November 17, 2016 by Canadian Underwriter
Merger and acquisition (M&A) activity in the United States is expected to remain steady in 2017 compared to the deal levels of 2016, according to a recent survey by audit, tax and advisory firm KPMG LLP.
Of the 94 respondents to KPMG’s M&A Market Pulse 2017 survey, 83% anticipate that they will have completed at least one deal by the end of 2016 and 65% completed multiple acquisitions. Eighty-four per cent expect to initiate a deal in 2017 and almost 75% of those surveyed plan on doing multiple deals, KPMG said in a press release on Thursday.
“The fundamentals for a strong deal market continue to persevere, with corporates holding record amounts of cash and interest rates remaining historically low,” said Dan Tiemann, KPMG’s U.S. lead for deal advisory and strategy, in the release. “The C-suite recognizes that acquisitions can enhance their current business models and platforms and reduce the time to market.”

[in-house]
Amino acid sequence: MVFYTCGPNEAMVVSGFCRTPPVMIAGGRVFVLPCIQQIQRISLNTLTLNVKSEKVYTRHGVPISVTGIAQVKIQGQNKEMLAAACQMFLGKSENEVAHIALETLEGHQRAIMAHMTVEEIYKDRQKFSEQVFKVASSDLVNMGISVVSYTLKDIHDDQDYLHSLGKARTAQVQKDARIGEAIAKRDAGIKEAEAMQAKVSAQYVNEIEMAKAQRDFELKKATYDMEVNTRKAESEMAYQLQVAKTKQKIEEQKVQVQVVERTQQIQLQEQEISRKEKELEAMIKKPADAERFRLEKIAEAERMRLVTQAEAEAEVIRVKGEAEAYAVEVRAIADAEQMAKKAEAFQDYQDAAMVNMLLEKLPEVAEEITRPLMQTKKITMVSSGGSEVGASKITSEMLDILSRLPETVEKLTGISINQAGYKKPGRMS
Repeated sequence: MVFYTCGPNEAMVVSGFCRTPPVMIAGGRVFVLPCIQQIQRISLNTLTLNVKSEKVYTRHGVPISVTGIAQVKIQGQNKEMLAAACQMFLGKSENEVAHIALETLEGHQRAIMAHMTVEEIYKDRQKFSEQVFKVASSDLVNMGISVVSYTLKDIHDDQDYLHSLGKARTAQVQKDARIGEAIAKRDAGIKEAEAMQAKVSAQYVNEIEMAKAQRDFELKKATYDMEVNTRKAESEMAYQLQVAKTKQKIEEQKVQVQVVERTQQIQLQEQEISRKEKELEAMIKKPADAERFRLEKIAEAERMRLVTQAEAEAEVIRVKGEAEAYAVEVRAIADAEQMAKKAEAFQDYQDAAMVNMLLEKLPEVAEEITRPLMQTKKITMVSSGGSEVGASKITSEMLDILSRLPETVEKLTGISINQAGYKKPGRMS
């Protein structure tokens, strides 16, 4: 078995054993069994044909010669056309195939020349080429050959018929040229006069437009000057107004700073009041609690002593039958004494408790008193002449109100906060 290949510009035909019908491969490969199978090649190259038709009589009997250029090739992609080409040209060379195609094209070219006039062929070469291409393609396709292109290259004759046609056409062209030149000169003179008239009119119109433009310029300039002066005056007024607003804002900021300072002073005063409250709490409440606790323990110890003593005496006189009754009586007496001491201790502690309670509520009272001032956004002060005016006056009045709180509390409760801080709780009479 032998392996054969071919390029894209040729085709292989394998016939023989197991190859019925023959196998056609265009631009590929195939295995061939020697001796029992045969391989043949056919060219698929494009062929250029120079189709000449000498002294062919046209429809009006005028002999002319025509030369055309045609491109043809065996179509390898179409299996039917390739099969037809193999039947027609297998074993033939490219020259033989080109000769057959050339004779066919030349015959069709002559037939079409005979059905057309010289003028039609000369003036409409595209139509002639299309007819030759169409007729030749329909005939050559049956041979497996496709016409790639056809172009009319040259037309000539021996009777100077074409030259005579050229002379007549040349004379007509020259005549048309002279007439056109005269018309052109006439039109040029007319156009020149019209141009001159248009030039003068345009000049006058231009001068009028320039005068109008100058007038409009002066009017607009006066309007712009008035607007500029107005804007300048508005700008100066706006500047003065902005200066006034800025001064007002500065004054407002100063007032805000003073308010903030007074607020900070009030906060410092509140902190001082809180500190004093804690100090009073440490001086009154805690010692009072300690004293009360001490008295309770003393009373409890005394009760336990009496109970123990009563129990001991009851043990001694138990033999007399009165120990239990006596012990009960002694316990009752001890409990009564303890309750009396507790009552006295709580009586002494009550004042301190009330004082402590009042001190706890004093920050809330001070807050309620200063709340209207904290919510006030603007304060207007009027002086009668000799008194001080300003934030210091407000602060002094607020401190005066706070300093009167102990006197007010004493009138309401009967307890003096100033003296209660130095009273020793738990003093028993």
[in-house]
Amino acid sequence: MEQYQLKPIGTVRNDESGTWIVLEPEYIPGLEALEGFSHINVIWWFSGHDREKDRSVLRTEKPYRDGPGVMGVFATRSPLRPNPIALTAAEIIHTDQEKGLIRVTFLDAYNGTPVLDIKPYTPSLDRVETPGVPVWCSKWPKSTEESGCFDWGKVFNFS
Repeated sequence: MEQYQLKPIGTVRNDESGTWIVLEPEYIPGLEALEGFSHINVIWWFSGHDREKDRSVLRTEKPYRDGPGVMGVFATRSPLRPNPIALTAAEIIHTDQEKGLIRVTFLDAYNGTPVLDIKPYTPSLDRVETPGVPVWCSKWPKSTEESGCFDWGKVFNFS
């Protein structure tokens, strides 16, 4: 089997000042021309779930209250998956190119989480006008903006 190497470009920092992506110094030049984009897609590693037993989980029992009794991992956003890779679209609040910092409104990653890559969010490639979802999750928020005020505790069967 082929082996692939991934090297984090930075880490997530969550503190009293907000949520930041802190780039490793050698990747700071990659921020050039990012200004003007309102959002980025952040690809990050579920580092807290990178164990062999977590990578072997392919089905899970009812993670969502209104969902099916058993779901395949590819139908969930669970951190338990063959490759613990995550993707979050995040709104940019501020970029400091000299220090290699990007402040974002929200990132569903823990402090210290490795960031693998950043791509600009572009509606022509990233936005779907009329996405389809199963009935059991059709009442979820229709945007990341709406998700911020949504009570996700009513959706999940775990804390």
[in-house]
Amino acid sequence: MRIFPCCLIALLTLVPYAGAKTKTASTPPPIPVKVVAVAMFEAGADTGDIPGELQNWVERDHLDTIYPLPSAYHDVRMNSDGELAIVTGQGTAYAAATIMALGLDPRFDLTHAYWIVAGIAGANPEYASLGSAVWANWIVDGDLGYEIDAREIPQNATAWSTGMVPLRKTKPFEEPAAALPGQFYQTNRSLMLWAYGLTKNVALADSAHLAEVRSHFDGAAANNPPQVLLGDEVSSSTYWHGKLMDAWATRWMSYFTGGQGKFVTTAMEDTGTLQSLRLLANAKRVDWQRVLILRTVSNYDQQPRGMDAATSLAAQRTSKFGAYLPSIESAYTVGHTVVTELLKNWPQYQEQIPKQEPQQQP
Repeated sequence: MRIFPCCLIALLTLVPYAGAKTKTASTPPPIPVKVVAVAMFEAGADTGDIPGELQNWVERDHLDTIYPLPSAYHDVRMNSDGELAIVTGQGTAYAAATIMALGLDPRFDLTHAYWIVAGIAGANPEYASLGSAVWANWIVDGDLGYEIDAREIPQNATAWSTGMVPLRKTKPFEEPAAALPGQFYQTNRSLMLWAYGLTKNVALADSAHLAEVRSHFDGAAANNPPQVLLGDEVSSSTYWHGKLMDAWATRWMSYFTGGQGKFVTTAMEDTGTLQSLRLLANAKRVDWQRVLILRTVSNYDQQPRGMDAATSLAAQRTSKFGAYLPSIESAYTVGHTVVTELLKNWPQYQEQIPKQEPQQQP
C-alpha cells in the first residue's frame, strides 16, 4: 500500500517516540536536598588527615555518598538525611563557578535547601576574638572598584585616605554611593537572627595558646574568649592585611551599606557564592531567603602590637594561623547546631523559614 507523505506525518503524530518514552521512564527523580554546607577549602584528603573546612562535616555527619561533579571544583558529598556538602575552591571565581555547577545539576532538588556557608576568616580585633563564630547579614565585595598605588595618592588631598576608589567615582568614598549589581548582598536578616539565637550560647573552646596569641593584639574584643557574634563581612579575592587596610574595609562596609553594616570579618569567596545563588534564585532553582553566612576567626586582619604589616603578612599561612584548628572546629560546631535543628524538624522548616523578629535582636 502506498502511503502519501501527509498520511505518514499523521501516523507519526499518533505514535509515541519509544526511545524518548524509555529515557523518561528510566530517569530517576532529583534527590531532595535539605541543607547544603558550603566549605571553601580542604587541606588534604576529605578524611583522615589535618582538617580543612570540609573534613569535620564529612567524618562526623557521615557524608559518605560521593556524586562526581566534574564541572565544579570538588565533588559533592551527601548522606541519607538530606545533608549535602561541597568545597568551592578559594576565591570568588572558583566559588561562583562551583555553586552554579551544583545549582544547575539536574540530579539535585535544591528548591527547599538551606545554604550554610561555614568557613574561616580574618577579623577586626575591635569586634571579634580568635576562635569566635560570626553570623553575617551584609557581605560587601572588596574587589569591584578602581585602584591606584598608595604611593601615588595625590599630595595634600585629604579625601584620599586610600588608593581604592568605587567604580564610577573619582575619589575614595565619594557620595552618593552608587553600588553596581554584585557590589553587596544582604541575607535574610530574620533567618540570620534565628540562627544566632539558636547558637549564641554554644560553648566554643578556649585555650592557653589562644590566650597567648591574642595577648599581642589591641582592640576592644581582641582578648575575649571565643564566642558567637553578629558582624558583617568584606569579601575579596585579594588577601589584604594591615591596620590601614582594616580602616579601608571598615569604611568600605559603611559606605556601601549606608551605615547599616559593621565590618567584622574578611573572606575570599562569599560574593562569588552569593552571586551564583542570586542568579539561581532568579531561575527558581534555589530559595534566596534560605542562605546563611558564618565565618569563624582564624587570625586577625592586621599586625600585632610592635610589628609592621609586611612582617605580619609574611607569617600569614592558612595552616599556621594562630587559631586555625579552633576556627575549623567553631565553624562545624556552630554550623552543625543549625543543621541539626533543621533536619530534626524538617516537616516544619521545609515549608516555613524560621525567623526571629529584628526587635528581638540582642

Not surprisingly, KPMG said, the technology industry is expected to have the highest level of M&A next year (45%), followed by oil and gas (28%), pharmaceutical/biotechnology (22%), healthcare (12%), media/telecommunications (11%) and financial services (6%). Seventy-eight per cent indicated that there deals will be valued below US$500 million.
“We anticipate smaller, technology acquisitions to wrap around all industries,” Tiemann added in the release. “Technology is key to driving growth for all organizations in today’s disruptive environment; it’s needed to expand capabilities, products and services.”
M&A investments will be national, the survey said, with the vast majority (79%) of respondents expecting their respective deal activity to take place in the U.S. and 38% expecting M&A investments to be in western Europe. “South America and India have infrastructure that isn’t well developed and China’s economy has been experiencing a decline in growth rates,” Tiemann said. “With the most stable economies, the U.S. and western Europe are the most attractive geographies for deal activity.”
Respondents indicated that if their deals didn’t transpire over the last 18 months, it wasn’t due to regulatory change (4%), the release said. Valuation issues (36%), competitive bidding (22%) and issues uncovered during diligence (22%) were the leading reasons deals fell through.
“We continue to see a gap between buyers and sellers as they pursue the transaction process – but, most buyers will pay a premium if the right target meets their organization’s strategic needs,” Tiemann concluded.